I had just taken the bold step of enrolling in a community college. After handing in my forms at the registrar's office, I was instructed to meet with an advisor.
This was taking longer than I had expected, so I called my mother to ask her to pick up my kids from school. She agreed, so I found a chair and waited for my appointment.
I was ushered into the adviser's office a few minutes later. She was not ready to meet with me yet so I glanced at the newspaper clippings that hung from the office in her room.
One in particular caught my eye. It was the story of a girl who grew up homeless in Los Angeles. She was born to a teenage single mother and spent her nights traveling from homeless shelter to homeless shelter with her mother. However, this girl loved to read and spent every day in the library learning whatever she could get her hands on. This tendency continued as she got older. She enrolled in the highest-level classes available at her inner-city high school, got straight-A's, and ultimately went to Harvard with a full scholarship.
A nice story, but for some reason I was not particularly impressed. I thought to myself, "How could I not be impressed by this story? Isn't it the classic tale of overcoming adversity?"
Then it hit me. I was sitting in the office of a local community college--not Harvard.
While I'm sure that the article left out a few details, the girl in the article didn't seem to have an internal struggle. Her nature was to be studious, and therefore as soon as she was old enough to read she spent all of her time reading and studying. Given that she was a naturally intelligent girl who spent hours reading each day, it is hardly surprising that she got the Harvard scholarship. Intelligence and diligence are to a large extent genetic, and her genetic combination was strong enough that it could withstand being born into bad circumstances.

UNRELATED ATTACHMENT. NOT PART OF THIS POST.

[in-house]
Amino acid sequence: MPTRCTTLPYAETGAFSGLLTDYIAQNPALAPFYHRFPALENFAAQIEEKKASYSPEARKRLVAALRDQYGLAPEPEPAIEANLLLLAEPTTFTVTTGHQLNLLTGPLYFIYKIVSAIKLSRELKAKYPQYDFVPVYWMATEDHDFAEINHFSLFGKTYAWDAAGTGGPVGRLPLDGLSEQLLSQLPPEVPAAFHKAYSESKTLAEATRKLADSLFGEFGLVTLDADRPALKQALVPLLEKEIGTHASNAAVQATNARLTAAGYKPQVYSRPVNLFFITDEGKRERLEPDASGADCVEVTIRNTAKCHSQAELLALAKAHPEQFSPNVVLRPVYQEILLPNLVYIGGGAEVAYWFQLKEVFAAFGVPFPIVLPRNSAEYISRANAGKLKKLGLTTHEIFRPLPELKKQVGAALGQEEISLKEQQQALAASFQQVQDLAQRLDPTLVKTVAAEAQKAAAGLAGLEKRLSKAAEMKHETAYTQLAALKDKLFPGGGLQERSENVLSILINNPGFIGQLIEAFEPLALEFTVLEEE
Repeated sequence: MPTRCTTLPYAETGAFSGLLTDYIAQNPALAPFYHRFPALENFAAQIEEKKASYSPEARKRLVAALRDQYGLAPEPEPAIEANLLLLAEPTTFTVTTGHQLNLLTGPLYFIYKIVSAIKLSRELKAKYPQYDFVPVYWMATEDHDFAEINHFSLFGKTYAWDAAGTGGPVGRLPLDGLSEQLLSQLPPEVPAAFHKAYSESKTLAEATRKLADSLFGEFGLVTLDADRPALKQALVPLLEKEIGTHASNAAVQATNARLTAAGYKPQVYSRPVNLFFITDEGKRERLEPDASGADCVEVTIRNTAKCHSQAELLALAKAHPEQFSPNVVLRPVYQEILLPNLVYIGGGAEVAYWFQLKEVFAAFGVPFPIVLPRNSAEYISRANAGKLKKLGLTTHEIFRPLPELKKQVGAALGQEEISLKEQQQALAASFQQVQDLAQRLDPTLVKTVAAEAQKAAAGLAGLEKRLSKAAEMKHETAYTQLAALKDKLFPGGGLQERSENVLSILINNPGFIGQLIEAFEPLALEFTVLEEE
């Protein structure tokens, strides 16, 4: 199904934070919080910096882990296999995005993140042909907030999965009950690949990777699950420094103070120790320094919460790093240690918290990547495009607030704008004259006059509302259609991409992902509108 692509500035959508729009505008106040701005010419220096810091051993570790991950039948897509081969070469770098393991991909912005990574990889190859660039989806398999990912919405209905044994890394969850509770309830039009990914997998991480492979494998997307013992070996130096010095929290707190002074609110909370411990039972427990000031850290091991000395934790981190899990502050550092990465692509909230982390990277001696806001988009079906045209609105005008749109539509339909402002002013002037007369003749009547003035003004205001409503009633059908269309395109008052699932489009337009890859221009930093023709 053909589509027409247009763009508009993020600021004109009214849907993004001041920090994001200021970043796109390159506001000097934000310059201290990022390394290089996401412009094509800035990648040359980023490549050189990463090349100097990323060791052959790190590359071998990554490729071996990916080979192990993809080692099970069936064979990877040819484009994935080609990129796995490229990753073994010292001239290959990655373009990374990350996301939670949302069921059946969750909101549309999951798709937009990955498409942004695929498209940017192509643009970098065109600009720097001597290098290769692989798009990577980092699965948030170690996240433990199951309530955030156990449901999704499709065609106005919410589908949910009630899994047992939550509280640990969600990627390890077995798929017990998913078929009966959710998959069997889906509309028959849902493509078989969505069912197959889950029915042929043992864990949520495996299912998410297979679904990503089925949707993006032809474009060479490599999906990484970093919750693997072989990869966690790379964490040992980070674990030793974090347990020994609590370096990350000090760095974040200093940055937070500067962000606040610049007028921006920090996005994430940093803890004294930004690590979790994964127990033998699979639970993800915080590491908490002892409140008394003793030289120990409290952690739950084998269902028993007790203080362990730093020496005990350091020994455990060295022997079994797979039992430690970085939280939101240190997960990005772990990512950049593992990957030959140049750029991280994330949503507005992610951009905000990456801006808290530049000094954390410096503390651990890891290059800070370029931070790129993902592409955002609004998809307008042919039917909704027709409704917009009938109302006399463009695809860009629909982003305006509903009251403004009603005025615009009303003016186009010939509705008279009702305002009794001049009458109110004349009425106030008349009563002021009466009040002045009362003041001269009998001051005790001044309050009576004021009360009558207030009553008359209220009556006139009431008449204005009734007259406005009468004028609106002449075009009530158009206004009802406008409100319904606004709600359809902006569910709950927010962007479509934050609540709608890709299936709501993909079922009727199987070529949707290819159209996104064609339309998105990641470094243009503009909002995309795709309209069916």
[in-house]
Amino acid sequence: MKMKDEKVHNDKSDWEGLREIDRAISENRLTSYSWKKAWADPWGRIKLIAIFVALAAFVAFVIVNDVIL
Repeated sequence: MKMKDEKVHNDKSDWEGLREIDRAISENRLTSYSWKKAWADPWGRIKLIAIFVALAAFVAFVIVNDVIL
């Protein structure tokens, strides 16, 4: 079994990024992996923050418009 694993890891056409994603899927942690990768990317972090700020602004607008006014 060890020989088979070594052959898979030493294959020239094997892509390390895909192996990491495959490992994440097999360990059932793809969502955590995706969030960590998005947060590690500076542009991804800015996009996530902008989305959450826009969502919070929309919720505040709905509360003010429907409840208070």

But how is any of this relevant to us, the community college students in this office?
I was not at Harvard, and neither were the other students who would sat in this office before me and would sit in this office after me, because we were not like the girl in the article. We did not make all of the right choices--we made mistakes. Whether the mistake involved joining an extreme religious group, having unprotected sex at 15, dropping out of high school, or simply not caring about school, most of us were here for a similar reason--to get a second (or third, or fourth, etc.) chance.
During the year that I spent at community college, I met many other students who were working hard at overcoming their pasts. I met a student who worked her way up from remedial elementary-school math all the way to calculus in order to fulfill her dream of studying environmental science. I met a woman who was at college together with her daughter, working her way towards a better job. I met a man who had just spent many years in jail and now wanted to turn his life around.
While I am happy that I am able to take more advanced courses now that I am at a regular college, I can't help but miss all of the inspiring students back at the community college, the students who had made mistakes.
I went to a research conference last week that featured the research of Undergraduate students who were considered "disadvantaged" by being from certain minority groups or from being first-generation college students. This is not a group that I am eligible for. My father is a university professor and my mother has a master's degree. My SAT score as good enough that I could have gotten into almost any college that I wanted to, but I didn't go to college because I thought that it was wrong to do so. I was "advantaged" and I blew it.
Yet here I am in school again, aiming for a doctorate someday.
My disadvantage did not come from my background but from myself. But perhaps beating oneself really is the greatest challenge.